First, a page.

The most important finding of this cross-sectional study in 125 patients with CKD stages 1 to 3 is that serum phosphate levels were inversely associated with eGFR in early CKD despite the recruitment of compensatory mechanisms in which FGF-23 seems to play a central role.

The inverse association between serum phosphate levels and eGFR was statistically significant among patients with eGFR below 60 ml/min per 1.73 m2 only. This relationship between kidney function and serum phosphate is in agreement with observations made in recent large-scale epidemiologic studies (19,20). It should however be of note that the rise in serum phosphate levels occurred almost exclusively within the normal range.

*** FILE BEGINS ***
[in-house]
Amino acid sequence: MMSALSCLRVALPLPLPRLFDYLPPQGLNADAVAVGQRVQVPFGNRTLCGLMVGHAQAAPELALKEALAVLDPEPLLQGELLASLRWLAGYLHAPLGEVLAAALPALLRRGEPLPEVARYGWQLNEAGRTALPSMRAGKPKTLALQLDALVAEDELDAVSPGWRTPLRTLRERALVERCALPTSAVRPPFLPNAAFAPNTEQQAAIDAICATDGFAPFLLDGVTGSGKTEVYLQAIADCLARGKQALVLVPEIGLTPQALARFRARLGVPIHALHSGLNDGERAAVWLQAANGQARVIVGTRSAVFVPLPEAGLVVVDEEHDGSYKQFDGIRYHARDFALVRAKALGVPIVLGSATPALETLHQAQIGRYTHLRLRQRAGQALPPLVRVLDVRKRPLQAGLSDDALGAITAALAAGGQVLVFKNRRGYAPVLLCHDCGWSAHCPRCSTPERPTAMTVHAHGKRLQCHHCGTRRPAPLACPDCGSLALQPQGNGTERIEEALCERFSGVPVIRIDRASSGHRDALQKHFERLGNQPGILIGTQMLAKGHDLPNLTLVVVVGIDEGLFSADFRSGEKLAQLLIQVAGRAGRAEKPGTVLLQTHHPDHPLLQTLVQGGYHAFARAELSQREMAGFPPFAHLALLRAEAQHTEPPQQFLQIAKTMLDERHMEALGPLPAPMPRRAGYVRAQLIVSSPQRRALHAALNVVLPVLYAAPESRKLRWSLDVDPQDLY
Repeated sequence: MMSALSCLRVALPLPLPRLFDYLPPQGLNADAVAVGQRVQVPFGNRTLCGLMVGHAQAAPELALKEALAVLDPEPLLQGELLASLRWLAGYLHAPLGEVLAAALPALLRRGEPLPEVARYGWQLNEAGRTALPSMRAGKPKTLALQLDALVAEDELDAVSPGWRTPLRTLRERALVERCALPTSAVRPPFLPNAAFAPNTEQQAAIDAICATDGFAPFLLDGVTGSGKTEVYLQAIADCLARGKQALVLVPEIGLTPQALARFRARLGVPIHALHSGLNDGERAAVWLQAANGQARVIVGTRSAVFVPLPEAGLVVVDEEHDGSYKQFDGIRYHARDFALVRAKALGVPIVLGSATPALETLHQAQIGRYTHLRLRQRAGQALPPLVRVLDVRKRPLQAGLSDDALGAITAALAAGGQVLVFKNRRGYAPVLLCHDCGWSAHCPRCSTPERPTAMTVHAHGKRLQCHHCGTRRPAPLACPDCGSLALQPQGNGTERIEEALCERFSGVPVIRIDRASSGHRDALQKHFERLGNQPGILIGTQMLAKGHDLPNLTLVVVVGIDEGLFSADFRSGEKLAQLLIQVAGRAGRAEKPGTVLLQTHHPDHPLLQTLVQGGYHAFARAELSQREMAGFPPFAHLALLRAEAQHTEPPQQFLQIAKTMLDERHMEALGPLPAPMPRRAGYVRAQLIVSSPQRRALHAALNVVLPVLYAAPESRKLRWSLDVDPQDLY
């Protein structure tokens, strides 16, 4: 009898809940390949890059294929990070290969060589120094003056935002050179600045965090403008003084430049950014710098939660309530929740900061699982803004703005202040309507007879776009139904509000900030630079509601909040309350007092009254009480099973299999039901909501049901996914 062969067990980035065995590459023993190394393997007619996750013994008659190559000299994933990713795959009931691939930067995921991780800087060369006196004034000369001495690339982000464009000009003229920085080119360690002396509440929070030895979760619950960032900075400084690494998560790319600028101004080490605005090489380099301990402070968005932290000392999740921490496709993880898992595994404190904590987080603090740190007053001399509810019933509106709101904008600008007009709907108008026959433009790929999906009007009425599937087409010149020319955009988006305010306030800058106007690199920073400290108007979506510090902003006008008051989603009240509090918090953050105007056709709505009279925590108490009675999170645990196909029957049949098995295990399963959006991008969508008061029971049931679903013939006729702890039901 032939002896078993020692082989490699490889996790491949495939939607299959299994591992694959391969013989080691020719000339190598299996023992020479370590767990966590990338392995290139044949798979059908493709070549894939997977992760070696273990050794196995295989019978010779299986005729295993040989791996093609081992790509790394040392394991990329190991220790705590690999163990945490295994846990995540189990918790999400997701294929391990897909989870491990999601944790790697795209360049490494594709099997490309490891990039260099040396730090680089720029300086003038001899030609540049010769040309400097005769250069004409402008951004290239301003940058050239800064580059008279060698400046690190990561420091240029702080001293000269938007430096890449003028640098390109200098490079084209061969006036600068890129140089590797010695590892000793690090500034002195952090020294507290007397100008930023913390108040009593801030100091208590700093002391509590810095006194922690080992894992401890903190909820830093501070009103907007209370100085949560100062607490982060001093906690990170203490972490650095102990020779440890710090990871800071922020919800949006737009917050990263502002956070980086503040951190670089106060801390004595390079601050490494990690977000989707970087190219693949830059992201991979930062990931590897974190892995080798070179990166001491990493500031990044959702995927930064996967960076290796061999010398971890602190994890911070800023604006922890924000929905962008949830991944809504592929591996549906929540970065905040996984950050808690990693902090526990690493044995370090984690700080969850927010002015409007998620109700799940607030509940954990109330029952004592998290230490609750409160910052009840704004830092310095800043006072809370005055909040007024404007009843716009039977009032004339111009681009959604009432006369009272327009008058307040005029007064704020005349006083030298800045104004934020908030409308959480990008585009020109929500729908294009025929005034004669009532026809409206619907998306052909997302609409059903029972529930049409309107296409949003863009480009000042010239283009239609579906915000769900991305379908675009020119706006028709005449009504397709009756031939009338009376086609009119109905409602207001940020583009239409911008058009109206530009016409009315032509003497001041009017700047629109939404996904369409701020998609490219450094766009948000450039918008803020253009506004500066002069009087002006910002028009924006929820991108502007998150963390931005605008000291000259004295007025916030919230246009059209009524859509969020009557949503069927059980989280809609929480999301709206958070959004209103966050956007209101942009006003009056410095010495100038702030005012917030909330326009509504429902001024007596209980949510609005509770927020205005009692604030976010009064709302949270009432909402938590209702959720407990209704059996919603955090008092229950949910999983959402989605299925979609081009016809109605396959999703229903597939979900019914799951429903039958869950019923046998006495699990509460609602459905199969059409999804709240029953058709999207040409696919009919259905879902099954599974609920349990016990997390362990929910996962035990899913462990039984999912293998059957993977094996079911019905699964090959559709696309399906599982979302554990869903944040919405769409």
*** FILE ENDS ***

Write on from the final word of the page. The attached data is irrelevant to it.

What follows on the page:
Serum phosphate levels were increased in patients with early CKD despite compensatory increments in renal phosphate excretion. Our data confirm and extend data from previous studies showing that an increased renal phosphate excretion in patients with CKD is driven, at least partly, by PTH and FGF-23 (3,57). Both hormones were inversely associated with eGFR. Contrary to others (11), we observed this inverse relationship already in patients with CKD stages 1 to 2. FGF-23 levels in patients with CKD stages 1 to 2 were significantly higher than those observed in 20 healthy individuals (48.4 [30.6 to 61] versus 31.7 [27.1 to 39.2] ng/L, P < 0.0001). It should be of note that FGF-23 levels above the upper normal limit were observed in 61% of the patients, as opposed to 10% for PTH. Although the design of our study precludes formal conclusions concerning temporal relationships, our data support the hypothesis that elevations of FGF-23 precede elevations of PTH.